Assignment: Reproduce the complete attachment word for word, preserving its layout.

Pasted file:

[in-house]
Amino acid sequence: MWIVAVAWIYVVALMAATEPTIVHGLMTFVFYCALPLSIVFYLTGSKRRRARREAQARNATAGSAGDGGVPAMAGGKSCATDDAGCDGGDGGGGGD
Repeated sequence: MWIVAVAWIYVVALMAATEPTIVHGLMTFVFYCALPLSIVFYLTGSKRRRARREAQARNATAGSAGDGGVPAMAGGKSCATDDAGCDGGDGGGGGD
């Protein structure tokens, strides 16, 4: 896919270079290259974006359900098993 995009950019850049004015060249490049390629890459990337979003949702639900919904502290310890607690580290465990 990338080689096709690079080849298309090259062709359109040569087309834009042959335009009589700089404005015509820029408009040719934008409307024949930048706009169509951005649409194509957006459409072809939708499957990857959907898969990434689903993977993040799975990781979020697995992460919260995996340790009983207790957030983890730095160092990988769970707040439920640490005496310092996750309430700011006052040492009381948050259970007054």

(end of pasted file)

[in-house]
Amino acid sequence: MWIVAVAWIYVVALMAATEPTIVHGLMTFVFYCALPLSIVFYLTGSKRRRARREAQARNATAGSAGDGGVPAMAGGKSCATDDAGCDGGDGGGGGD
Repeated sequence: MWIVAVAWIYVVALMAATEPTIVHGLMTFVFYCALPLSIVFYLTGSKRRRARREAQARNATAGSAGDGGVPAMAGGKSCATDDAGCDGGDGGGGGD
């Protein structure tokens, strides 16, 4: 896919270079290259974006359900098993 995009950019850049004015060249490049390629890459990337979003949702639900919904502290310890607690580290465990 990338080689096709690079080849298309090259062709359109040569087309834009042959335009009589700089404005015509820029408009040719934008409307024949930048706009169509951005649409194509957006459409072809939708499957990857959907898969990434689903993977993040799975990781979020697995992460919260995996340790009983207790957030983890730095160092990988769970707040439920640490005496310092996750309430700011006052040492009381948050259970007054």